Residents Get Creative
How putting pen to paper is transforming lives for CENS residents
We all know it’s good to talk. And we all know the potentially devastating consequences of bottling things up. But, men in particular sometimes find it difficult to confide in others. CENS is a charity that strives to build a supportive environment where people don’t feel judged and know that they are not alone.
So when one resident who found it too overwhelming to verbalise how he felt, began instead to express himself through poetry, we encouraged others to join in. Whether it’s chatting with a trusted project worker or putting pen to paper, exploring emotions and feelings can be a healing process for our residents. What’s more, being creative is a form of mindfulness and is said to put you in a state of ‘flow’, where you are completely absorbed in the moment. In celebration of World Poetry Day, we asked our resident poet if we could publish his work and to share how writing helps him.
“I am always playing the joker and being the life and soul of the party, and that’s why I find it hard to talk about how I really feel. That’s why poetry is good for me. The words don’t often come but when they do, it just flows. Once I’ve got it all down on paper and read it back, it feels like a relief. I’ve released all this emotion in a positive way. I would say to anyone struggling to give it a go – it stops all the negative thoughts rushing around your brain.”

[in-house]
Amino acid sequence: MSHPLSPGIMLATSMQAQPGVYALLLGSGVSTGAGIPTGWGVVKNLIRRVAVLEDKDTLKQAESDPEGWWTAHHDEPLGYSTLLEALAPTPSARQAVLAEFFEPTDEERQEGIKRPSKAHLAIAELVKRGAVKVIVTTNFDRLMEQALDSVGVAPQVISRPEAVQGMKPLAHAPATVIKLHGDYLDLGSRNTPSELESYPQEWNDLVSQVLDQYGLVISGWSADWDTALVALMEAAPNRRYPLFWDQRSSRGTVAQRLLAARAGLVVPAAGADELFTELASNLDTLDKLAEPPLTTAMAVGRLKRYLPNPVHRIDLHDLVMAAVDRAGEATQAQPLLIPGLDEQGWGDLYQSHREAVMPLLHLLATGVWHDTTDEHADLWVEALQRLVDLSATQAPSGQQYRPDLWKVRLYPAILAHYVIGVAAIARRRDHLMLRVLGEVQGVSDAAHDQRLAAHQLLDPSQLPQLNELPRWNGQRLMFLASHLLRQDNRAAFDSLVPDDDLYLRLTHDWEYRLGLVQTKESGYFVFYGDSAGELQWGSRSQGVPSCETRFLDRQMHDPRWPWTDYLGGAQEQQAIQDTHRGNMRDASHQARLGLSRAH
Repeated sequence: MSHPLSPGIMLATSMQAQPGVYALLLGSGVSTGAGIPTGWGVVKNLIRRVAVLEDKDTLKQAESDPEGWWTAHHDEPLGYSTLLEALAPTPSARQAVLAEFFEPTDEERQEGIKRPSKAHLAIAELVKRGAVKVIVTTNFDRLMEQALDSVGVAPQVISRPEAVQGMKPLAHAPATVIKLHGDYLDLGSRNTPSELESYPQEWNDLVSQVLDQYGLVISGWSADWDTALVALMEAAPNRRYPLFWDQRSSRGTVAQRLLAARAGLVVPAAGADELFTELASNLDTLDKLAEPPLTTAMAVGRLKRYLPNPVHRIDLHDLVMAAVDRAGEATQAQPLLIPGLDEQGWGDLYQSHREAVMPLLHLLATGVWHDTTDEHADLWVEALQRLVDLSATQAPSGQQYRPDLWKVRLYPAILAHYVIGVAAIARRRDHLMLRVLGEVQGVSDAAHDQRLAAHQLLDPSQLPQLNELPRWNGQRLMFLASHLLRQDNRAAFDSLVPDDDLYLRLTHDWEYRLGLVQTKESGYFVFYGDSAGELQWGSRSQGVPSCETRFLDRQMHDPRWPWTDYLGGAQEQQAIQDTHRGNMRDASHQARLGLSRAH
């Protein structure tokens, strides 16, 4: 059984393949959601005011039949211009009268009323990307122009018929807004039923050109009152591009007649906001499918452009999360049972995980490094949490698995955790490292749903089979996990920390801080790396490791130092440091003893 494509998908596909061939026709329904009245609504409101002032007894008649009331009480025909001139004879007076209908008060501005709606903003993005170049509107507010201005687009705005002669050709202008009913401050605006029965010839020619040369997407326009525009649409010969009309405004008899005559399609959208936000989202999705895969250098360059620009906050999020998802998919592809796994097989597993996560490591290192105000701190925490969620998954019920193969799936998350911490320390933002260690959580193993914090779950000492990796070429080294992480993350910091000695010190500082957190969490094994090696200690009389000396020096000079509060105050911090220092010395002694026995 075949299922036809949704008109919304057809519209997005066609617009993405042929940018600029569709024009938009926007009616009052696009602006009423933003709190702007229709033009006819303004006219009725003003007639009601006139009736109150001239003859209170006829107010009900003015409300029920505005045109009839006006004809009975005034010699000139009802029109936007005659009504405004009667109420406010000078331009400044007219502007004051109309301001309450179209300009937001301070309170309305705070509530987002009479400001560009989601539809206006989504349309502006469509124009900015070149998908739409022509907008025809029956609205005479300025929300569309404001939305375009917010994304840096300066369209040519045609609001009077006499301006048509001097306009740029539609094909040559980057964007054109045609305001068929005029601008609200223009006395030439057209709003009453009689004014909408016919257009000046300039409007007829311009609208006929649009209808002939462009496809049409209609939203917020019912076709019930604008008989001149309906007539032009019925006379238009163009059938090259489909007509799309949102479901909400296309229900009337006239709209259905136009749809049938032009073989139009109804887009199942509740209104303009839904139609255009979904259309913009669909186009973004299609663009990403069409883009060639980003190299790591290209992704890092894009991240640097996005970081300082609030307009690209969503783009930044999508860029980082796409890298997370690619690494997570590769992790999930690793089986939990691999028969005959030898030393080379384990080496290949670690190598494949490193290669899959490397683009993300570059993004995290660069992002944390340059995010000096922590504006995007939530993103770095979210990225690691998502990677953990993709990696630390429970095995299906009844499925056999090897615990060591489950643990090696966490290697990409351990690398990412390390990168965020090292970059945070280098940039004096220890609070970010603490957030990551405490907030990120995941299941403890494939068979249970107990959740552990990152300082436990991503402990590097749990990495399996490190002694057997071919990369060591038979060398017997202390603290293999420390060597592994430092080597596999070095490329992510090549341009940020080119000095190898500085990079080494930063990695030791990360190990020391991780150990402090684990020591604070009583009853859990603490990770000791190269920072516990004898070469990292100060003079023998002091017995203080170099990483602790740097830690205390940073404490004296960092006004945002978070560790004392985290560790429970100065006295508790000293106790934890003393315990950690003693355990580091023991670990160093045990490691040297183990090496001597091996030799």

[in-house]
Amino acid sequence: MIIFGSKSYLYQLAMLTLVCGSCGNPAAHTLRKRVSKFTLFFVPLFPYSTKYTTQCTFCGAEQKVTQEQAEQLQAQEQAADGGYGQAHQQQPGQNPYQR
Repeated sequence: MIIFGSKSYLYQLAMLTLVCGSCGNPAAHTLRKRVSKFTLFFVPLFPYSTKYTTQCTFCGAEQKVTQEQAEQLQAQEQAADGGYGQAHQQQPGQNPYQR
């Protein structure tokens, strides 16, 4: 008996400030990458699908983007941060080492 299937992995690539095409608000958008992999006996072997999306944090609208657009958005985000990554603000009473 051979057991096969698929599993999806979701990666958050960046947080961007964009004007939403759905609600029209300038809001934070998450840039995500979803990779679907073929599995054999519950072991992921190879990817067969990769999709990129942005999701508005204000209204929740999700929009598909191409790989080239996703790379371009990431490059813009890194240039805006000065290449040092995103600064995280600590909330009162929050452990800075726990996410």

This is a poem of what I want to be: I want a business, a plan, a family.
To grow old with stories to share. For my children to ask me, why, when and where?
I want to show I’m worth my weight in gold
And have all I want before I become old.
I want to laugh again and find the one
Sit on the beach under the sun.
Going to move forward with positivity
Don’t rush things to happen, one thing at a time
So things fall together more easily.
One day, one week, one month, one year down the line.
Pace myself for the future, it will all become fine.
I’ll get what I want in life – something to call mine.
By Dale Westaway